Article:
“A century to your year. Nothing much.”

She laughed and that made him smile. “Nice work with the TARDIS sound effects.”

“Thank you. I thought no one would notice and it’s nice and dramatic.”

“What’s going on? Why are the Sisters here?” She asked and felt a sharp pain. She mentally started counting to see if it was a full contraction.

“Do you really want me to tell you? You’ll find out soon enough.”

“So, spoilers?”

“Yep. Now why don’t you ask me the question you’re really worried about?” His eyes were kind with more than a hint of mischievousness.

“Is my baby going to be okay?” she said it quickly and fought back tears.

He pulled her into a hug and said, “Your delivery will go fine and the resulting offspring will be perfectly healthy.”

She squeezed him tightly and said, “Thank you!”

“Don’t mention it. I was a parent once too.” His voice was filled with sadness.

As midnight approached, they moved to the castle square where the bonfire was built and awaiting the midnight hour to be lit. There was food and drink and a lot of happy kids. A man dressed as Woden led the children in a wild hunt. There were chocolates hidden around the castle and as he charged the children had to find them and get back into the hunt in order to keep them.

In a few years, Ashley thought, her little one would join them and that made her feel warmer than the fire would have.

“Joyous Yule my beautiful wife.” Michael held a simple brown paper wrapped package.

“Thank you,” she said opening the package, feeling four years old again. Inside there was a book, brightly coloured with a hydra on the front, the title read Parasomnia and was written by S. M. Awdur and K. Price. Katherine Price was a friend who’d chosen earth over New Albion.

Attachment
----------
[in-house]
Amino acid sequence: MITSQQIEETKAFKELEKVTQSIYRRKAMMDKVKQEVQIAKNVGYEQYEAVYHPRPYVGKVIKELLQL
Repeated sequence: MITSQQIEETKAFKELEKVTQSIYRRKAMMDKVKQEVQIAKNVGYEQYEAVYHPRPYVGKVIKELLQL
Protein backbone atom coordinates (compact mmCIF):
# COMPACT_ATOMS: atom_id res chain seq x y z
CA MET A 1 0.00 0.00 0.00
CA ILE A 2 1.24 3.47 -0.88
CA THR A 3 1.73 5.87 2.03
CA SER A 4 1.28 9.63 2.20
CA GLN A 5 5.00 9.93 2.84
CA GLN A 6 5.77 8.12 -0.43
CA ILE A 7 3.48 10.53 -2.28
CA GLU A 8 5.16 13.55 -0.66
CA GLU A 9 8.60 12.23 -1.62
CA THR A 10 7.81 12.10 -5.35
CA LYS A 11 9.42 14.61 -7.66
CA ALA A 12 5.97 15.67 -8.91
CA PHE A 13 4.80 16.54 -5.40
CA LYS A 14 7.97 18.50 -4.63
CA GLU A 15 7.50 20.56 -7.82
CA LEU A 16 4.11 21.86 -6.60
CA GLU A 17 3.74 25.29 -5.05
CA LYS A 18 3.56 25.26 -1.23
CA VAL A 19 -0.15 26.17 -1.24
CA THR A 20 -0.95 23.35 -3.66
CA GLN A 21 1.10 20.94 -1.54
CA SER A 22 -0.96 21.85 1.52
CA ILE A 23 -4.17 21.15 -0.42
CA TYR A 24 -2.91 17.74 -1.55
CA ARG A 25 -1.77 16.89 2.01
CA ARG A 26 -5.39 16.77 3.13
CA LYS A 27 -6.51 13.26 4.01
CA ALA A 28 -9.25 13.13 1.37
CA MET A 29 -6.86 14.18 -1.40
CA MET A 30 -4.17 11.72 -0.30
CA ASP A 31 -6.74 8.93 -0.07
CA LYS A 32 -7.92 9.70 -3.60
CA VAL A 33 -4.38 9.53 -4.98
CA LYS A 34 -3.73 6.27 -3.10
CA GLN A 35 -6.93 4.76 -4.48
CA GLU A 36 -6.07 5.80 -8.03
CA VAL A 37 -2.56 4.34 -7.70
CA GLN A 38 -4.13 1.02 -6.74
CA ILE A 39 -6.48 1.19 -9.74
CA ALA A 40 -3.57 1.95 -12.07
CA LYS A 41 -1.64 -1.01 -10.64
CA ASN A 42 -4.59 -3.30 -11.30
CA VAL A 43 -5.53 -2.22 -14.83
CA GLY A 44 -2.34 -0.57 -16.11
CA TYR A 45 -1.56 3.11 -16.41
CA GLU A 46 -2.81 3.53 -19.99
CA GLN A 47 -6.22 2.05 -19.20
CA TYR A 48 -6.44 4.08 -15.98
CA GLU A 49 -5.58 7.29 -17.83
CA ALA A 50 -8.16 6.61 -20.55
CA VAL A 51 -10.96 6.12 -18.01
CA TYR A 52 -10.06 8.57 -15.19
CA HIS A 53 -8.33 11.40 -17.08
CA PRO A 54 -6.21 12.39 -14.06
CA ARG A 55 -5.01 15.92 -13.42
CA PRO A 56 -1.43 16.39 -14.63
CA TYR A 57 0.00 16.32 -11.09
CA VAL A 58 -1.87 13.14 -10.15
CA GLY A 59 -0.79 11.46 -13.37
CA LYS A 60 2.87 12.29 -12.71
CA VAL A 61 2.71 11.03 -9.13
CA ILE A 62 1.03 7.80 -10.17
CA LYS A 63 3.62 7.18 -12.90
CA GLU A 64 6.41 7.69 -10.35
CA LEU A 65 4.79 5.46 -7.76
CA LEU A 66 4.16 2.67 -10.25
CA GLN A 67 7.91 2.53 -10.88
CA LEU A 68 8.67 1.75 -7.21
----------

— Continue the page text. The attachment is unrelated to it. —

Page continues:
“It’s a graphic novel about what happened to us. Kitty wrote it with a famous author. Merlin promised to bring it back with him after we saw him last year.”

“It’s wonderful. Thank you.” Her contractions were starting to get closer together, but she still wasn’t sure it was labour. This had happened before and it had been fake labour. She still had four weeks to go.

If Michael was going to say something, it was cut off by the Sisters. Their voice was like a soft brook had met a Greek chorus and the two were trying to imitate each other.

They each stood around the large bonfire and said, “We have seen Realms be born and Realms die, but every ten thousand years we need to renew ourselves. Our physical bodies die and are reborn. What we are continues but what we were dies. Tonight we die and leave our blessing against the darkness. Tomorrow we are reborn. May your hearts always be warmed by the fires of love and hope.”

With that speech they burst into flames, lighting the bonfire. The crowd was stunned and after a few moments burst into applause.

“That was dramatic,” Michael said.

“Yeah,” Ashley said, and couldn’t help but grunt from the pain of another contraction.

“How far apart are they?” Michael said going into nurse mode.

“The baby is coming,” Ashley replied and groaned again. That’s when the Sisters’s words came back to her. “They said tomorrow they’ll be reborn… MERLIN!”

As if he’d expected her, he appeared. With a furrowed brow and twinkling eyes, Merlin said, “Don’t worry, I’ll help as much as I can. With all three—”

“THREE!?”


This story is part of the Renaissance holiday blog roll! Find out what it’s all about here!